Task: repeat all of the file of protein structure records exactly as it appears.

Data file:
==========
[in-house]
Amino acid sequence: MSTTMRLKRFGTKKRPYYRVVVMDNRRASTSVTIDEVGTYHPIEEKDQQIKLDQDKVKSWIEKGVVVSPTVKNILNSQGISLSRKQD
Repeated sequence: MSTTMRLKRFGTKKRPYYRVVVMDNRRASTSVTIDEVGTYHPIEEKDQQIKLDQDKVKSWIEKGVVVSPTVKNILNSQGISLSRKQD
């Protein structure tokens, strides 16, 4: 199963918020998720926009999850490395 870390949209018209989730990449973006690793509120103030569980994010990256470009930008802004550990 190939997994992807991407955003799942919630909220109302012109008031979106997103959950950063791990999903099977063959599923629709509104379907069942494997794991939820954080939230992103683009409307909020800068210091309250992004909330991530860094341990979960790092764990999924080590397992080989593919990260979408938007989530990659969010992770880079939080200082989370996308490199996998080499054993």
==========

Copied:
[in-house]
Amino acid sequence: MSTTMRLKRFGTKKRPYYRVVVMDNRRASTSVTIDEVGTYHPIEEKDQQIKLDQDKVKSWIEKGVVVSPTVKNILNSQGISLSRKQD
Repeated sequence: MSTTMRLKRFGTKKRPYYRVVVMDNRRASTSVTIDEVGTYHPIEEKDQQIKLDQDKVKSWIEKGVVVSPTVKNILNSQGISLSRKQD
């Protein structure tokens, strides 16, 4: 199963918020998720926009999850490395 870390949209018209989730990449973006690793509120103030569980994010990256470009930008802004550990 190939997994992807991407955003799942919630909220109302012109008031979106997103959950950063791990999903099977063959599923629709509104379907069942494997794991939820954080939230992103683009409307909020800068210091309250992004909330991530860094341990979960790092764990999924080590397992080989593919990260979408938007989530990659969010992770880079939080200082989370996308490199996998080499054993």